To the surprise and bemusement of many, the Supreme Court echoed with the words “OK, Boomer” on Wednesday, according to the Washington Examiner.
Chief Justice John Roberts invoked the internet meme during oral arguments in a case concerning a federal employee who claimed she was denied promotions because of her age. Roberts was questioning whether use of the phrase, used by young people to dismiss older Americans, would alone count as age discrimination — or if such a rigorous standard would limit the “free expression” of employees to joke around without getting fired.
“So calling somebody a ‘Boomer’ and considering them for a position would be actionable?” Roberts asked, drawing laughter in the room.
Roberts invokes “OK, Boomer”
The case of Babb v. Wilkie was brought by a Veterans Affairs (VA) employee, Norris Babb, who claims her superiors “discriminated against her based on her gender and age” and that her colleagues “subjected her to a hostile work environment.” At issue is whether age needs to be the only factor, or if it can be one of multiple factors, involved in a hiring decision for there to be a finding of illegal discrimination based on age.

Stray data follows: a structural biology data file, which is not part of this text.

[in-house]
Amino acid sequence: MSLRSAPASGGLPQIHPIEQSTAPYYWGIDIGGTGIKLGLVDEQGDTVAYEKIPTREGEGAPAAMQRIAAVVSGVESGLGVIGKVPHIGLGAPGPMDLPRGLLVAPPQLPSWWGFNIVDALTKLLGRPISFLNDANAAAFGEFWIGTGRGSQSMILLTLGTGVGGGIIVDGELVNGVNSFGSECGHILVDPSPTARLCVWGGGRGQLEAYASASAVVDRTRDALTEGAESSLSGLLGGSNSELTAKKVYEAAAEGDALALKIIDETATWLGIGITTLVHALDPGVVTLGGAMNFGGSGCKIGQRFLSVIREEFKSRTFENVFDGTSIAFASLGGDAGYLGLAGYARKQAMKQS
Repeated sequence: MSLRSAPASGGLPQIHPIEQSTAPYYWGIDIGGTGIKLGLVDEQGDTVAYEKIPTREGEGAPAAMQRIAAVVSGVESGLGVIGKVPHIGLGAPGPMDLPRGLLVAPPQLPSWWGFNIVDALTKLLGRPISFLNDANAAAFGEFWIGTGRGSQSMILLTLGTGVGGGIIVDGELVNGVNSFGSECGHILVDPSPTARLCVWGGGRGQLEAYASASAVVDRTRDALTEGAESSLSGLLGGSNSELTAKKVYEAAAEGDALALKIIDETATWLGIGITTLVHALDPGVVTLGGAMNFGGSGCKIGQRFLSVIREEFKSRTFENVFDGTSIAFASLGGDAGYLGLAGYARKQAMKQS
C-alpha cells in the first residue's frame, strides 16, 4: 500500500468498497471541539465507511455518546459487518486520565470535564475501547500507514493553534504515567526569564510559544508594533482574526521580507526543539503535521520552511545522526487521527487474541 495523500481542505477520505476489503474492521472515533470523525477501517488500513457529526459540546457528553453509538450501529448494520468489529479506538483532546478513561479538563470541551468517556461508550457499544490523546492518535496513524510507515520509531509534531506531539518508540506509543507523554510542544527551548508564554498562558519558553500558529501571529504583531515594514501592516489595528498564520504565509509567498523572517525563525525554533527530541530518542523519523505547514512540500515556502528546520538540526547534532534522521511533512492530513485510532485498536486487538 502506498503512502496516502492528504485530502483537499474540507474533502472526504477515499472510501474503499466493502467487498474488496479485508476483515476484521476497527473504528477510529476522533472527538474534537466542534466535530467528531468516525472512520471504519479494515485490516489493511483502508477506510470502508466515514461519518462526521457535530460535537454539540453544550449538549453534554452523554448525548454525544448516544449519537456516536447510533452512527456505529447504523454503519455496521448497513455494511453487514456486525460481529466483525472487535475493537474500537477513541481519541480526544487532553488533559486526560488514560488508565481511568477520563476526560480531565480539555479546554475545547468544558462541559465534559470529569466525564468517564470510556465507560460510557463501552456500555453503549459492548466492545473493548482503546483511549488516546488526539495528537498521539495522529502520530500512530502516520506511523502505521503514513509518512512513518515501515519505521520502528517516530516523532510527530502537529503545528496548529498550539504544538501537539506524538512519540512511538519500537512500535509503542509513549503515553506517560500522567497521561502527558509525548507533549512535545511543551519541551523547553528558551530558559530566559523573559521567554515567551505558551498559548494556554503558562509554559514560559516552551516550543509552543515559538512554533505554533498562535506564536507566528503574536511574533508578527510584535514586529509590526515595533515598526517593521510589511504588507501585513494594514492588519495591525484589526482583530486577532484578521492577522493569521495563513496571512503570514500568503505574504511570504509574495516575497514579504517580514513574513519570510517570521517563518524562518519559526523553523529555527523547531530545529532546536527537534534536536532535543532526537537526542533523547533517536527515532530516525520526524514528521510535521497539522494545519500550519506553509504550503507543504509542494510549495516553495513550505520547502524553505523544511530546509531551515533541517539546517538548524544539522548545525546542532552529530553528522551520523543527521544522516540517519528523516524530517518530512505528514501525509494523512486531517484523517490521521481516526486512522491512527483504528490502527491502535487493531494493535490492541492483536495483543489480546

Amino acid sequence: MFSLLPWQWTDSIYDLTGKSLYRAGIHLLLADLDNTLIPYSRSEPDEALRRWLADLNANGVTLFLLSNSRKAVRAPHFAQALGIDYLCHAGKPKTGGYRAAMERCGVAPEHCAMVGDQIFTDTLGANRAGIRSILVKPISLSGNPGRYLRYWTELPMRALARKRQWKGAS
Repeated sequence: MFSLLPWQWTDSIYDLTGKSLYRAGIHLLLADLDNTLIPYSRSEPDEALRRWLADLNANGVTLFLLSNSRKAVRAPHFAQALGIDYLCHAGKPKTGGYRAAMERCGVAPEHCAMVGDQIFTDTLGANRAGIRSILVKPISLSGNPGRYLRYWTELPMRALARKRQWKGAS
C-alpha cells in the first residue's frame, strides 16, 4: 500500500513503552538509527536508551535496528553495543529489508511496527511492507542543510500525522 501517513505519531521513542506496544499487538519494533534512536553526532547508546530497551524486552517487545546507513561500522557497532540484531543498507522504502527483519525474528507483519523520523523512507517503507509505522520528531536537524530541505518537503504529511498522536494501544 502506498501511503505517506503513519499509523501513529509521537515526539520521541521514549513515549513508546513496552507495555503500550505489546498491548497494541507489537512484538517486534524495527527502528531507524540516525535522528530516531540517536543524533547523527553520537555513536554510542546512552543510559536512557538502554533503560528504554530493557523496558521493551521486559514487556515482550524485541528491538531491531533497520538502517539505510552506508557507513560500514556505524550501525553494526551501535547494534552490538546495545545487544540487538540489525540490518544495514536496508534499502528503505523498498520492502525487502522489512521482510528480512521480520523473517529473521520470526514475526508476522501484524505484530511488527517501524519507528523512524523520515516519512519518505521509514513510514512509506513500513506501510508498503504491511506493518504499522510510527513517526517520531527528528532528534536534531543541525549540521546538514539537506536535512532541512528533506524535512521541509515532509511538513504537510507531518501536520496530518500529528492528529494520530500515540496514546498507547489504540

Babb’s attorney, Roman Martinez, argued that age discrimination could be found in this case even though age was just one of several factors underpinning his client’s negative experience at the VA, but the VA argued that prejudice based on age must be shown as the only motivating factor in order for such a result to be proper.
The center-right Roberts, known as the court’s swing judge, pressed Martinez on the point with a jocular nod to young Americans who mock their elders on social media.
“The hiring person, who’s younger, says, ‘OK, Boomer,’ once to the applicant,” he said, painting a hypothetical scenario and asking if that was “actionable.” Martinez responded that it “absolutely would be actionable” to call someone a “Boomer” while considering them for a position if age was a factor in their adverse hiring decision, but Roberts expressed concern about the potential conflict between such a standard and the right to free speech.
“I’m just wondering if your position is going to become a really just a regulation of speech in the workplace,” Roberts said.
Generational split over joke phrase
“OK, Boomer” has become a derisive phrase among younger Americans on social media to refer to middle-aged Americans born between 1946 and 1965, also known as baby boomers. Some “Boomers” have responded to the internet meme with “OK, Millennial,” although a younger age cohort, Generation Z, also uses the phrase.
This is the first time “OK, Boomer” was uttered in the hallowed halls of the court, according to Fox News. A young lawmaker in New Zealand went viral in November for using the phrase derisively in reference to an older MP who heckled her during a speech on climate change.
After considering the legal implications of “OK, Boomer” on Wednesday, Roberts assumed his role in the impeachment trial of Donald Trump by swearing in senators Thursday afternoon. The trial is expected to test his ability to stay above the fray, an increasingly difficult challenge for Supreme Court justices in a time of hyper-partisanship.
A final ruling in the Babb case will come in the spring, according to USA Today.